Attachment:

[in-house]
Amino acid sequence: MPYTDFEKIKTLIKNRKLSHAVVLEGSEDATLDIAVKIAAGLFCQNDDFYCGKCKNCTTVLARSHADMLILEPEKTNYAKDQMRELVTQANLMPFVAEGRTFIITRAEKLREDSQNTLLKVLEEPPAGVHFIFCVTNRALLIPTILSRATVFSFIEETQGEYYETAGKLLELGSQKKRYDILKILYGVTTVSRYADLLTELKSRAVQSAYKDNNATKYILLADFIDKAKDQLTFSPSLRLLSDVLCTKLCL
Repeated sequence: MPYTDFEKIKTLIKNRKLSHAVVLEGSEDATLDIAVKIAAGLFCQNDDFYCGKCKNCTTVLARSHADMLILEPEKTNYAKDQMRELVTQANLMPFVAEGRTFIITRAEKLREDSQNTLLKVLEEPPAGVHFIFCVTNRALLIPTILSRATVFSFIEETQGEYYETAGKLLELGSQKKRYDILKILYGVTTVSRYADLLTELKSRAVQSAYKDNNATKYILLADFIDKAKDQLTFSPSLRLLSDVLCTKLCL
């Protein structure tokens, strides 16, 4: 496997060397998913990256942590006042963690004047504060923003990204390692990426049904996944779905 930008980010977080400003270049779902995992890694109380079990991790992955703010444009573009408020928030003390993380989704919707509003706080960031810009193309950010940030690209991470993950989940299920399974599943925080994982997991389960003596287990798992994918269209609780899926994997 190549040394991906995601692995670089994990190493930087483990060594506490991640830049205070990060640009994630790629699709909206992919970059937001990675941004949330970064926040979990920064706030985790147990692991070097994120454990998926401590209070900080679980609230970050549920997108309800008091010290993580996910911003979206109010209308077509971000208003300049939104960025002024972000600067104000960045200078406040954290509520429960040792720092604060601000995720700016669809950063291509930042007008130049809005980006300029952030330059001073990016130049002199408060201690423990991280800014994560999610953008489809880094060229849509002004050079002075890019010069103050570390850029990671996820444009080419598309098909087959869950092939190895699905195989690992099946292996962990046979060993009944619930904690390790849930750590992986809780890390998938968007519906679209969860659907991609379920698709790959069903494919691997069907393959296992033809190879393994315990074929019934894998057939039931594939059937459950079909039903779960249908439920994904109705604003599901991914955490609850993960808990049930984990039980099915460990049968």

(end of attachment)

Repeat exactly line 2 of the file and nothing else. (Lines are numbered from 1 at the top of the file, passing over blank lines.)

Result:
Amino acid sequence: MPYTDFEKIKTLIKNRKLSHAVVLEGSEDATLDIAVKIAAGLFCQNDDFYCGKCKNCTTVLARSHADMLILEPEKTNYAKDQMRELVTQANLMPFVAEGRTFIITRAEKLREDSQNTLLKVLEEPPAGVHFIFCVTNRALLIPTILSRATVFSFIEETQGEYYETAGKLLELGSQKKRYDILKILYGVTTVSRYADLLTELKSRAVQSAYKDNNATKYILLADFIDKAKDQLTFSPSLRLLSDVLCTKLCL